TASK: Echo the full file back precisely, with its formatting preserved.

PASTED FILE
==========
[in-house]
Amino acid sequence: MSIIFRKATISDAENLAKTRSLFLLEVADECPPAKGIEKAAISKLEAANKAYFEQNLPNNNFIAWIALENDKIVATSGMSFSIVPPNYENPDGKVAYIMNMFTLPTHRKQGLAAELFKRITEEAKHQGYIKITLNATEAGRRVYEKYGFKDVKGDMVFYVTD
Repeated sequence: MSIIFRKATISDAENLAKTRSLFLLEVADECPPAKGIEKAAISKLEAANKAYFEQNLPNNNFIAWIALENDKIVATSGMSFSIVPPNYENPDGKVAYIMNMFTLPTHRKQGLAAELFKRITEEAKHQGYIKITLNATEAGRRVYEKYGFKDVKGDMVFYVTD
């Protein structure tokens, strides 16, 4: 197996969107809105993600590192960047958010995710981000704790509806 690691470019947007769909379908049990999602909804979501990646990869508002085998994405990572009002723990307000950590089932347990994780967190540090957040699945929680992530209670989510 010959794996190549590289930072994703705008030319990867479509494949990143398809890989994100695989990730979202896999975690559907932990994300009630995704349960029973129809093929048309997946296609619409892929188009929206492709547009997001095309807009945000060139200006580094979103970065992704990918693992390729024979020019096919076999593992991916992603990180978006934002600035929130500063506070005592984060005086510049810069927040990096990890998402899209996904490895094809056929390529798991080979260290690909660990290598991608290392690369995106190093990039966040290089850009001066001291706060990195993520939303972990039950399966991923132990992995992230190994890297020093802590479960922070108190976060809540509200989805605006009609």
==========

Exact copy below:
[in-house]
Amino acid sequence: MSIIFRKATISDAENLAKTRSLFLLEVADECPPAKGIEKAAISKLEAANKAYFEQNLPNNNFIAWIALENDKIVATSGMSFSIVPPNYENPDGKVAYIMNMFTLPTHRKQGLAAELFKRITEEAKHQGYIKITLNATEAGRRVYEKYGFKDVKGDMVFYVTD
Repeated sequence: MSIIFRKATISDAENLAKTRSLFLLEVADECPPAKGIEKAAISKLEAANKAYFEQNLPNNNFIAWIALENDKIVATSGMSFSIVPPNYENPDGKVAYIMNMFTLPTHRKQGLAAELFKRITEEAKHQGYIKITLNATEAGRRVYEKYGFKDVKGDMVFYVTD
């Protein structure tokens, strides 16, 4: 197996969107809105993600590192960047958010995710981000704790509806 690691470019947007769909379908049990999602909804979501990646990869508002085998994405990572009002723990307000950590089932347990994780967190540090957040699945929680992530209670989510 010959794996190549590289930072994703705008030319990867479509494949990143398809890989994100695989990730979202896999975690559907932990994300009630995704349960029973129809093929048309997946296609619409892929188009929206492709547009997001095309807009945000060139200006580094979103970065992704990918693992390729024979020019096919076999593992991916992603990180978006934002600035929130500063506070005592984060005086510049810069927040990096990890998402899209996904490895094809056929390529798991080979260290690909660990290598991608290392690369995106190093990039966040290089850009001066001291706060990195993520939303972990039950399966991923132990992995992230190994890297020093802590479960922070108190976060809540509200989805605006009609």